COVID-19 death toll climbs above 10,000 in Minnesota
ST. PAUL, Minn. (AP) — A coronavirus pandemic wave caused by the fast-spreading delta variant has quickened the death toll in Minnesota where more than 10,000 have died of COVID-19.
The Minnesota Department of Health on Wednesday reported 54 more COVID-19 deaths confirmed by testing, raising the total to 10,018.
“There is a heaviness, for sure, hitting this sort of a marker and the fact that we have had so many deaths this year even after we have more tools available to protect against it,” state Health Commissioner Jan Malcolm said. “Every death is a terrible loss. The more tools we have and the more preventable these things truly are, the more heartbreaking it is that we still are losing people.”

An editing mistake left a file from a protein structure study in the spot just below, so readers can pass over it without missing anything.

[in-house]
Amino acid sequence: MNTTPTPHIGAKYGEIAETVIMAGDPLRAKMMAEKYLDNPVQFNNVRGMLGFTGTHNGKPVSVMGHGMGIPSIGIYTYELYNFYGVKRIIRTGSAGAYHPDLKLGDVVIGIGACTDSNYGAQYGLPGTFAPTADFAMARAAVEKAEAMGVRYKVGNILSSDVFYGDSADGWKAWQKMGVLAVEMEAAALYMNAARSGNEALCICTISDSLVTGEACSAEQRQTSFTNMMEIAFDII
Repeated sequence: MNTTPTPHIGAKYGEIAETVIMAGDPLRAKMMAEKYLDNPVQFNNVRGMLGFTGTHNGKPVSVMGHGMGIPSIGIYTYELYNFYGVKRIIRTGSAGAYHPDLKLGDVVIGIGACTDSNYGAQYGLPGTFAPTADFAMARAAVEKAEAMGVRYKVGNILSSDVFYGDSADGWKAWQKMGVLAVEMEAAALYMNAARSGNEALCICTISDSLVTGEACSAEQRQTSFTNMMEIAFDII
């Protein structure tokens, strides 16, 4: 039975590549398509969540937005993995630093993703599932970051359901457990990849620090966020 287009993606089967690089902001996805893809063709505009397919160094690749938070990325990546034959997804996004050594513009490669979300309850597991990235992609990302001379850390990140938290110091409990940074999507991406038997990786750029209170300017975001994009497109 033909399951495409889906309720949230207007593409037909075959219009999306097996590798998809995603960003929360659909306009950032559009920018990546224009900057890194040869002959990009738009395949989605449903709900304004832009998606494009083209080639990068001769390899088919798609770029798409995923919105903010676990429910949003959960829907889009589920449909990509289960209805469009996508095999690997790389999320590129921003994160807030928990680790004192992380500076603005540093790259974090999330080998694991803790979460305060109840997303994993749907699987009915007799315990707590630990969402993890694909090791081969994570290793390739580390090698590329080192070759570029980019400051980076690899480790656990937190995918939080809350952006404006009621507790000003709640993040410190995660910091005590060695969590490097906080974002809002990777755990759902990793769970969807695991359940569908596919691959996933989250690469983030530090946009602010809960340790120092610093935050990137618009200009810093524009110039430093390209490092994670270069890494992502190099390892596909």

State health data showed that it took 188 days from March to September for Minnesota to go from 7,000 to 8,000 deaths, but then 58 days to reach 9,000 and 35 days to reach 10,000, the Star Tribune reported.
More than half the COVID-19 deaths have happened in inpatient wards or emergency rooms.
Sixteen doctors and front-line caregivers from the Minnesota Medical Association gathered Wednesday to urge vaccinations and protections such as mask-wearing and social distancing during the holidays.
Even as the death toll climbed above the grim threshold of 10,000, Minnesota has the 38th lowest rate of COVID-19 mortality among states since the start of the pandemic. Kris Ehresmann, state infectious disease director, credited vaccination progress in Minnesota, where more than 93% of seniors are fully vaccinated and more than 70% have also gotten booster shots.